2. This also reminds me of Desire Paths – a building strategy where a planner doesn’t create sidewalks right away. Instead, the planner lets people walk where they want, which will naturally lead to “deer paths” being worn into the ground. Then the planner simply has concrete paths poured along those deer paths.
        1. I’ve noticed in places where they don’t do this, you often see the deer paths cutting across grass areas because people ignore the pre-planned paths.
      3. We can also note that this is an example of a bottom-up strategy.

Digital files don’t take up physical space, so it’s easy to accumulate a ton.

Keeping everything eats away at your attention, which is worth more than physical space.

Archives are “cold storage” for your digital files and information

You should think carefully about what goes into your PARA folders

  1. I want to figure out how to make this vibe with quick-capture strategies. Should people be auto-capturing to PARA folders?
    1. In many cases yes – i.e. capturing to a “swipe file”
    2. But if done wrong, this could clutter the folder with haphazardly-captured information that you don’t actually care about long-term
    3. In Ultimate Brain, we mitigate against this by separating Notes and Web Clips. Most of what you’ll quick-capture is a Web Clip, meaning your deliberately-captured Notes are separated. You can also mark things as Favorites, so they show up in Resource Favorites.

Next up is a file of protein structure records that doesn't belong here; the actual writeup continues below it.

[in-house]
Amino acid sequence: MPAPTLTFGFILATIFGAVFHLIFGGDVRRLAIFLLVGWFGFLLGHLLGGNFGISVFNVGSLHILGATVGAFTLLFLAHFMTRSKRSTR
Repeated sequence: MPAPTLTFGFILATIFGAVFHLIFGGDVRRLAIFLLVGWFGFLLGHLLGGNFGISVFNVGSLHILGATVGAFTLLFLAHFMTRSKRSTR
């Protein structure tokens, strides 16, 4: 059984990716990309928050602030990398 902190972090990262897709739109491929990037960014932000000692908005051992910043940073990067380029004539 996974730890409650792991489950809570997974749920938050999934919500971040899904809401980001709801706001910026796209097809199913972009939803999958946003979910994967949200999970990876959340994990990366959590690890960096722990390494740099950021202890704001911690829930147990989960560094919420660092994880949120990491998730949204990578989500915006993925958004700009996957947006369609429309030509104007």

Starting this process gives you a change to wipe the slate clean and reboot your whole digital organization system.

  1. Create an inbox
    1. Inboxes are default capture destinations that take the guesswork out of where you should capture something when you’re busy.
    2. Later, you can process the inbox – complete tasks, move items into PARA folders, etc.
    3. From my experience, you should often just bulk-archive stuff in your inboxes as well. I’ll often go through busy periods where stuff will pile up, and I do not have the energy to sort through it all. In these cases, it’s best to just archive it all. It’s still there, in the Archive folder!
  2. Number the folders – this keeps them in the correct order even when your computer is sorting alphabetically
    1. Inbox
  3. Use a naming convention. Tiago uses:
    1. Emoji before Project names → “🎥 Set Up YouTube Studio”
    2. Capitalized Area names → “Health”
    3. Lowercase Resource names → “guitar”
    4. In Notion, breadcrumbs also serve this purpose, as do database properties. I can easily set up my Notion system to show me clear labeling for each “folder”.
  4. Activate offline mode
    1. When you need to get something done, disable the internet on your device and just use your PARA assets to complete the task.
    2. This might not always be feasible (i.e. Notion is not really an offline tool), but the general idea still applies: Reduce distractions and potential sources of interruption as much as you can.
  5. Make backups
    1. If you’re using a cloud tool, it’s often doing this for you (e.g. Notion’s page history feature, Google Drive’s deletion protection)
    2. Personally, I use Google Drive for most files. I maintain offline copies on one computer (my main one at the office, which has a 4TB hard drive), and use Backblaze as an insurance policy. Since I have two separate companies in my cloud backup strategy, I don’t tend to do offline, separate-media backups anymore (e.g. backing up to an external hard drive or NAS).
  6. In this chapter, Tiago also notes that you don’t have to be super-rigid about PARA.